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post #23 of 27 (permalink) Old 08-20-2008, 10:01 PM
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check out twinturbo281's threads and txcat's thread, both have made their own setup. controversial, but both do present some good ideas.

there is no right way for a setup on these cars so EVERYTHING must be custom

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post #24 of 27 (permalink) Old 08-20-2008, 11:06 PM
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I've been thinking alot about the remote turbo setup I saw on Trucks on SpikeTV. http://www.ststurbo.com/products
I wouldn't need to change my exhaust manifolds (A new set of Kooks 3/4) and I wouldn't need to cut up my K-member or buy a tubular one.

Im sure there is a cheaper way to piece together a setup individually but, as far as univeral kits go this is the best way I know of.

The only things I don't like about the remote turbo setup are the amount of extra plumbing need to return charged air to the front of the car and the turbo being exposed to road conditions more than an under hood setup. I've heard a hot turbo could crack if it gets splashed by a sizeable puddle or a small snowdrift. With a turbo jacket the risk should be minimal but I don't know of anyone who has tried this on an MN-12.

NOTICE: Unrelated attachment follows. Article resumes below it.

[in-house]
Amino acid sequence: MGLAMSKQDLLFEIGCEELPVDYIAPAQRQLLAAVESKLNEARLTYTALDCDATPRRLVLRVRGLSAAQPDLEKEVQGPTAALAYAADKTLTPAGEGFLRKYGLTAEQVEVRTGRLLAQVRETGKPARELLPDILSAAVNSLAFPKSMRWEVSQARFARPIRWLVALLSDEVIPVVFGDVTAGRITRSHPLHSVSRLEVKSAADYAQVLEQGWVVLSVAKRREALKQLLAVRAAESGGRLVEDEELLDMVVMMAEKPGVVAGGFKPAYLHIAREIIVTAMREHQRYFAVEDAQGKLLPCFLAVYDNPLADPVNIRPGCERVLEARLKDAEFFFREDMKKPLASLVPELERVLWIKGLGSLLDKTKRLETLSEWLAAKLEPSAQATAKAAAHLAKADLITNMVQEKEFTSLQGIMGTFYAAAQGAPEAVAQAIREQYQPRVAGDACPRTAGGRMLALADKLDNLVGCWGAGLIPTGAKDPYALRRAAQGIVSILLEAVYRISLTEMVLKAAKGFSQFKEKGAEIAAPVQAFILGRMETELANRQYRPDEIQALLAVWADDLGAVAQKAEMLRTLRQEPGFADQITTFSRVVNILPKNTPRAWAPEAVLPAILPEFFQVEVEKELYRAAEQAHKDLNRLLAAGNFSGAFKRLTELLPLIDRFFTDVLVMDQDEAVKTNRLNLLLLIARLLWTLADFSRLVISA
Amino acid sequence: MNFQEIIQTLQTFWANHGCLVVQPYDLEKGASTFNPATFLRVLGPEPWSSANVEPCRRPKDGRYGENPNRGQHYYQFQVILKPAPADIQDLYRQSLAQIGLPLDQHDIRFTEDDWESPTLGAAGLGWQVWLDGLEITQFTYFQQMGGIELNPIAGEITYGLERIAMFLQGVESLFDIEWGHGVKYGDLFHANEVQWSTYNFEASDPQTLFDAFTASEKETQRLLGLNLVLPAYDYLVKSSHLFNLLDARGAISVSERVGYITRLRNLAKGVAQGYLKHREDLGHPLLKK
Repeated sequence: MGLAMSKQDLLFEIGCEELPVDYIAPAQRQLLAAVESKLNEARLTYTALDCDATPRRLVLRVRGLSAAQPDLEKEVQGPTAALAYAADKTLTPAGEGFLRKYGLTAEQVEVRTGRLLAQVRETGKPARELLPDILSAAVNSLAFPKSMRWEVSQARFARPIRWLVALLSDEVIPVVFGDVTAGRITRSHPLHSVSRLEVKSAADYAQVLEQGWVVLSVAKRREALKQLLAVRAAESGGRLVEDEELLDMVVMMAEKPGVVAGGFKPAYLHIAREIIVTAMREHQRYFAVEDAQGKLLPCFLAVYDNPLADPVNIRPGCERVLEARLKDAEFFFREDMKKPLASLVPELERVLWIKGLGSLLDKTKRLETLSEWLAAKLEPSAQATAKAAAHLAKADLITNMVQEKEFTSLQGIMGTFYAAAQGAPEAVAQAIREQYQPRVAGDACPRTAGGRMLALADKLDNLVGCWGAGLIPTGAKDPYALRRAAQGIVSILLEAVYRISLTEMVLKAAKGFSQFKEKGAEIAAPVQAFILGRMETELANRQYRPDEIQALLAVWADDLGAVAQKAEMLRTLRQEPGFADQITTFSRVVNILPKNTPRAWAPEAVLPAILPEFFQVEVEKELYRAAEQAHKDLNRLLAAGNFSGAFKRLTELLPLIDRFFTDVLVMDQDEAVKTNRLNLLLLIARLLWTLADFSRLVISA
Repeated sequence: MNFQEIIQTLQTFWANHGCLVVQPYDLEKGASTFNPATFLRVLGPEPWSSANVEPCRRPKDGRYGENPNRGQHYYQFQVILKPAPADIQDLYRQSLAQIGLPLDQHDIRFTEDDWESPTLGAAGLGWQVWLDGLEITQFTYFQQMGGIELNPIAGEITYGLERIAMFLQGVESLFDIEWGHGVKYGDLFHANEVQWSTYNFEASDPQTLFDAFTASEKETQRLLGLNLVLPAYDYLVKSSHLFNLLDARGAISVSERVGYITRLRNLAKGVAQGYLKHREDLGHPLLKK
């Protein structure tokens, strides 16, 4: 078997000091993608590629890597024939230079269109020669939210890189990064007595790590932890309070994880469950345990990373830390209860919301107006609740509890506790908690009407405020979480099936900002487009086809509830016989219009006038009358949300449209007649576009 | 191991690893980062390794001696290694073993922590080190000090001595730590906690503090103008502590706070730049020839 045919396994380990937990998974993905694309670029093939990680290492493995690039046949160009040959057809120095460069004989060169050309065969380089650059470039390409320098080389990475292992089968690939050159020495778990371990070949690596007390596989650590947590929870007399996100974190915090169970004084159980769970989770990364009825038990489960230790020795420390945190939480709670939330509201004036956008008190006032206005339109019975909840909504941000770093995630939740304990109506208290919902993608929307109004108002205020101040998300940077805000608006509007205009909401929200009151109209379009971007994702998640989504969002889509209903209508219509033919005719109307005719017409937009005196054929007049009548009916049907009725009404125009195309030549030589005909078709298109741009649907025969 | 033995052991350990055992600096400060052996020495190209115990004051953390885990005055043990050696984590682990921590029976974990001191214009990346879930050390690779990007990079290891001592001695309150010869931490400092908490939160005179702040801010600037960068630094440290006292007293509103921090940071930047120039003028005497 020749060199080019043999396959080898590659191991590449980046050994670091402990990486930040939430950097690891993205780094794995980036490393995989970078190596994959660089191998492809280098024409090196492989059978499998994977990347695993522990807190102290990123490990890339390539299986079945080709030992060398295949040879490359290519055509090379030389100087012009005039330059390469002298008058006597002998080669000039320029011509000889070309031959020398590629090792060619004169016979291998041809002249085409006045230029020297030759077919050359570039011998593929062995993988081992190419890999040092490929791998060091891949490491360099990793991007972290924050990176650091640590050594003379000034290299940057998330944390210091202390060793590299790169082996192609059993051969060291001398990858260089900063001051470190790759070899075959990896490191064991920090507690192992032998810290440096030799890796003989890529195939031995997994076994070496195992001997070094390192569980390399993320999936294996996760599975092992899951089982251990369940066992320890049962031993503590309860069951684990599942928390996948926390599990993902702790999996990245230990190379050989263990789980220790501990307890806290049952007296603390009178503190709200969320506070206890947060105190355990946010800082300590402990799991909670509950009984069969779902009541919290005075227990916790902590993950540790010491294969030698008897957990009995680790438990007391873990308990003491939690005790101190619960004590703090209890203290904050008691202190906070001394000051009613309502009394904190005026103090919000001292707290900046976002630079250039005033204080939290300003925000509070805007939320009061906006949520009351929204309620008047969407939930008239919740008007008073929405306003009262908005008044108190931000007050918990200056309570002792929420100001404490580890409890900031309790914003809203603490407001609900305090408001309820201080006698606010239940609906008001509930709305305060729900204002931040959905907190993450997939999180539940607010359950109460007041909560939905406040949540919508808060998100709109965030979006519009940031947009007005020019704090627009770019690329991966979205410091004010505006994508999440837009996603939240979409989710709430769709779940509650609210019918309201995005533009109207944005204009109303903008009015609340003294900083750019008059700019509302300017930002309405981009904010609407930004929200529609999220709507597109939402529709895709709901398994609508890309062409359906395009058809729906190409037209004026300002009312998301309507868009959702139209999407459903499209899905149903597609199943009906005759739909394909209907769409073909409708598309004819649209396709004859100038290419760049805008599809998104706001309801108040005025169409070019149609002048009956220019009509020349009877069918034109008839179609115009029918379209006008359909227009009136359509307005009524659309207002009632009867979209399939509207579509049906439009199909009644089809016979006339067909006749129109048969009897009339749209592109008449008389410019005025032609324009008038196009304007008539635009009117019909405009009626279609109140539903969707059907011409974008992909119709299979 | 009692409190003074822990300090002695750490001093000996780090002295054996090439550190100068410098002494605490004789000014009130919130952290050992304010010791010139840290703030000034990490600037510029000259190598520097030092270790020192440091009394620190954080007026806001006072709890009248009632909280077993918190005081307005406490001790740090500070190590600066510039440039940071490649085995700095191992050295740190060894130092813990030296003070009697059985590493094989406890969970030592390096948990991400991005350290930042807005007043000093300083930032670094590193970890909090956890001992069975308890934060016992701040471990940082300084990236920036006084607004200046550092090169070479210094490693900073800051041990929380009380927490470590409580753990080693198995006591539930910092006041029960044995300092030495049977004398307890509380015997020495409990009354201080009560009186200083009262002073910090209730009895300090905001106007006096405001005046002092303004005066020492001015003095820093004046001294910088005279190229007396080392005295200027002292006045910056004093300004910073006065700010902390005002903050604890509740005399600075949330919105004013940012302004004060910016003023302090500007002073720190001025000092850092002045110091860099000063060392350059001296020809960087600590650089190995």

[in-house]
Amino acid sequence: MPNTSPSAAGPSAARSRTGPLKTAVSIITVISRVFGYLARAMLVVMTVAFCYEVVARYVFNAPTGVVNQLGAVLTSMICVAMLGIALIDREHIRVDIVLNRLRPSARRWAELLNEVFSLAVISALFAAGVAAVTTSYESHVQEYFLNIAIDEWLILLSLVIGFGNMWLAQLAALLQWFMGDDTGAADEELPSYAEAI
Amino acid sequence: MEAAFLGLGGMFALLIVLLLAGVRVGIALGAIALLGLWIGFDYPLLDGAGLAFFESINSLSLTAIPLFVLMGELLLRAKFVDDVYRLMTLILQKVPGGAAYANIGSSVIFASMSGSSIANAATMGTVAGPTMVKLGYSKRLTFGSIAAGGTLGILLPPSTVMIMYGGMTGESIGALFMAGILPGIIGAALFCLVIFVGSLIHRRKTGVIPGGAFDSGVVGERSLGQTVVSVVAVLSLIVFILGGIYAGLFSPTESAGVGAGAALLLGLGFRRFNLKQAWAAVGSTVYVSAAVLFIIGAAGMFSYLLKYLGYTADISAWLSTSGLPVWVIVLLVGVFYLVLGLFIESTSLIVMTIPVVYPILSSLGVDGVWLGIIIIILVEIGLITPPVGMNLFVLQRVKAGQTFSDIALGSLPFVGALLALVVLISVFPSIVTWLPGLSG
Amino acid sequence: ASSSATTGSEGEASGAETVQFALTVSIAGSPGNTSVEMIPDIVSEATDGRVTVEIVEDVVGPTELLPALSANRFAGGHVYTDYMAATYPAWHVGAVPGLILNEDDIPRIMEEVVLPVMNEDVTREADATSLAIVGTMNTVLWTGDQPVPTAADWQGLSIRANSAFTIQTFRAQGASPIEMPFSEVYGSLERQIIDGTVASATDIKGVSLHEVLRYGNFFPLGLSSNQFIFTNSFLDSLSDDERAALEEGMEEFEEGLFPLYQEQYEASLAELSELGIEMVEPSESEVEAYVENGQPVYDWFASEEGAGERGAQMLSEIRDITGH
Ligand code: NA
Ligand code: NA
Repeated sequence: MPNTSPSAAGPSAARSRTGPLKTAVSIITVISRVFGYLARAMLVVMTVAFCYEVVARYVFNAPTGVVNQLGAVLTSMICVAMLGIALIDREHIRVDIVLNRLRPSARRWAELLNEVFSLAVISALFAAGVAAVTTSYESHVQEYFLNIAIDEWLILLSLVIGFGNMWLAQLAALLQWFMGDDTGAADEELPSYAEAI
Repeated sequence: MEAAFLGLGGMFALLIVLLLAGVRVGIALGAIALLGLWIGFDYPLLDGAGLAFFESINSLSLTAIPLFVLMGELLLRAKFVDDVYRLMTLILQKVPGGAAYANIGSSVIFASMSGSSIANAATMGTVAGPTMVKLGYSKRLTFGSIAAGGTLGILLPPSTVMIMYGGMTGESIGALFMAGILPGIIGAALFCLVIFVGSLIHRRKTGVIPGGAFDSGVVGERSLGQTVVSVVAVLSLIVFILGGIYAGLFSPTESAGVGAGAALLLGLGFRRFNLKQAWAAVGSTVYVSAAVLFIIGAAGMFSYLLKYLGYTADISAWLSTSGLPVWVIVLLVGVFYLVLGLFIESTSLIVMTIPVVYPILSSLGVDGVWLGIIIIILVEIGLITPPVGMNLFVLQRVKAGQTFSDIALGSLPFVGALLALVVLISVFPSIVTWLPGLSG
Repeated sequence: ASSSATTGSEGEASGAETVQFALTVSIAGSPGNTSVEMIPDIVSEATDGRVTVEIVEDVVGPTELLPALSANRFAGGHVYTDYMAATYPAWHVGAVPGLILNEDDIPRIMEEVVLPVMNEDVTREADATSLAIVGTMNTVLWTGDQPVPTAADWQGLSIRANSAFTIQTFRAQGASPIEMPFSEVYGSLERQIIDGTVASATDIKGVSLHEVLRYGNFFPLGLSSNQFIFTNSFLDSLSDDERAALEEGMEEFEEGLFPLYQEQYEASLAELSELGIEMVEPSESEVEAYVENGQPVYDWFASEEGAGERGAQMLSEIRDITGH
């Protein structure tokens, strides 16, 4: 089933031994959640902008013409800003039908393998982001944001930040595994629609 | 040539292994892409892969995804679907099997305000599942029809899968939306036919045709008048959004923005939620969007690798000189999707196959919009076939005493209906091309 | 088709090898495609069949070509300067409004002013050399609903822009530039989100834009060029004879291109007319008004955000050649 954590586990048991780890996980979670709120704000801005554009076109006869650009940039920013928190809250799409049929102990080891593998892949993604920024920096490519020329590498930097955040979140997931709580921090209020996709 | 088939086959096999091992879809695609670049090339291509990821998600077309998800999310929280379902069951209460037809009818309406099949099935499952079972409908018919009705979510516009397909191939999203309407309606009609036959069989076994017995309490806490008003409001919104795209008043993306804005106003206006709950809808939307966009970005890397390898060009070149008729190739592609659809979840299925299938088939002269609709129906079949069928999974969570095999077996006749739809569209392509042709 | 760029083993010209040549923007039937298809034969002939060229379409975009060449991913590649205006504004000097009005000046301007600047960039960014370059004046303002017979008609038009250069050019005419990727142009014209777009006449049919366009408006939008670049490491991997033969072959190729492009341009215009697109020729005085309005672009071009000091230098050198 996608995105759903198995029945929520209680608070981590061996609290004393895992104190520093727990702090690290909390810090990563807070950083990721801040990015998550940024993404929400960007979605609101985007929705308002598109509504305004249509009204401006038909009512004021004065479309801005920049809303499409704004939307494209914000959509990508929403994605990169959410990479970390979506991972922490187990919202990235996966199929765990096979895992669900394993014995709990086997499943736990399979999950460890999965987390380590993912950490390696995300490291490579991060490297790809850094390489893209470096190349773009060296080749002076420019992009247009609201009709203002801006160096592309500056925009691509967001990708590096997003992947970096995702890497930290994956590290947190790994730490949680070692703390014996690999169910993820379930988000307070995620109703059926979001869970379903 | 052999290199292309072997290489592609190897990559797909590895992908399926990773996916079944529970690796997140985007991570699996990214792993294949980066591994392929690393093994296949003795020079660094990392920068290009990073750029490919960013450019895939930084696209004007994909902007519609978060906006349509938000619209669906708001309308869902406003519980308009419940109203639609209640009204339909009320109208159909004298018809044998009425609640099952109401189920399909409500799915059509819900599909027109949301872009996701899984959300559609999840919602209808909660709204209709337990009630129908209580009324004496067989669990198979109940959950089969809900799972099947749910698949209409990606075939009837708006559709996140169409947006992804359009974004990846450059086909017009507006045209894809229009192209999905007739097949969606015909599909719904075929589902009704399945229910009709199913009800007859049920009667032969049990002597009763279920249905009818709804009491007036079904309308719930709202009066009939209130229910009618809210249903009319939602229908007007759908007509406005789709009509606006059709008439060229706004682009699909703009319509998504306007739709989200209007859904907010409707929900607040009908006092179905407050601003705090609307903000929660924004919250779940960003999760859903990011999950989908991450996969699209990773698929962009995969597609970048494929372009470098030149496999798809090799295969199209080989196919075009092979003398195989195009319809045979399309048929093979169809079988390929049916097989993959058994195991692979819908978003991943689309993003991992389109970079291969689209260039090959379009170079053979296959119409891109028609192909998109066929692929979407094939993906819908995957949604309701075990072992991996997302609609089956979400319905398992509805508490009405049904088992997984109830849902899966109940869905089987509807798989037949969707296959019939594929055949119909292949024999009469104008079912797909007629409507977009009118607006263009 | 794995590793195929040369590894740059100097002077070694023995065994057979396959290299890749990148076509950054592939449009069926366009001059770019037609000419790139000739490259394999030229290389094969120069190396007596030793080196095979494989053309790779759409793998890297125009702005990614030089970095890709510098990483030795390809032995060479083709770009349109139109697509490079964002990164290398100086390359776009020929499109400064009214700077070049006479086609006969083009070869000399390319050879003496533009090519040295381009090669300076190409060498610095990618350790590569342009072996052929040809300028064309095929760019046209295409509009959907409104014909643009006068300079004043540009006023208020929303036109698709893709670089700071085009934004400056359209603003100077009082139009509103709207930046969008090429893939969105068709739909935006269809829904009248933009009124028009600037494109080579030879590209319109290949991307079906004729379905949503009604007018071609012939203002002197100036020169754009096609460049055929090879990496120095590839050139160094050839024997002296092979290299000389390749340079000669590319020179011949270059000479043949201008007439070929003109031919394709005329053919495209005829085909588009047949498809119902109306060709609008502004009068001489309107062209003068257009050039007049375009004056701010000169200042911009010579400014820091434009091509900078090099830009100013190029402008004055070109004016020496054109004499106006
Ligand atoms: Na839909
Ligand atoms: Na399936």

This is my favorite turbo option but if somebody has a better way, I have a new best friend.
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post #25 of 27 (permalink) Old 08-21-2008, 12:48 AM
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cool thanks i took a look at that and i think ill stick with a sc afterall still going abcka dn forht more top end or instant power

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post #26 of 27 (permalink) Old 08-21-2008, 10:24 AM
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Quote:
Originally Posted by StrmChkn4.6 View Post
I've been thinking alot about the remote turbo setup I saw on Trucks on SpikeTV. http://www.ststurbo.com/products
I wouldn't need to change my exhaust manifolds (A new set of Kooks 3/4) and I wouldn't need to cut up my K-member or buy a tubular one.

Im sure there is a cheaper way to piece together a setup individually but, as far as univeral kits go this is the best way I know of.

The only things I don't like about the remote turbo setup are the amount of extra plumbing need to return charged air to the front of the car and the turbo being exposed to road conditions more than an under hood setup. I've heard a hot turbo could crack if it gets splashed by a sizeable puddle or a small snowdrift. With a turbo jacket the risk should be minimal but I don't know of anyone who has tried this on an MN-12.

This is my favorite turbo option but if somebody has a better way, I have a new best friend.

Bill Wheeler (owner of this club aka Sir William) has an STS prototype rear mount turbo on his T-bird.

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post #27 of 27 (permalink) Old 08-21-2008, 08:06 PM
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the turbo being exposed to road conditions more than an under hood setup. I've heard a hot turbo could crack if it gets splashed by a sizeable puddle or a small snowdrift. With a turbo jacket the risk should be minimal but I don't know of anyone who has tried this on an MN-12.
mount the turbo in the trunk ive seen it done befor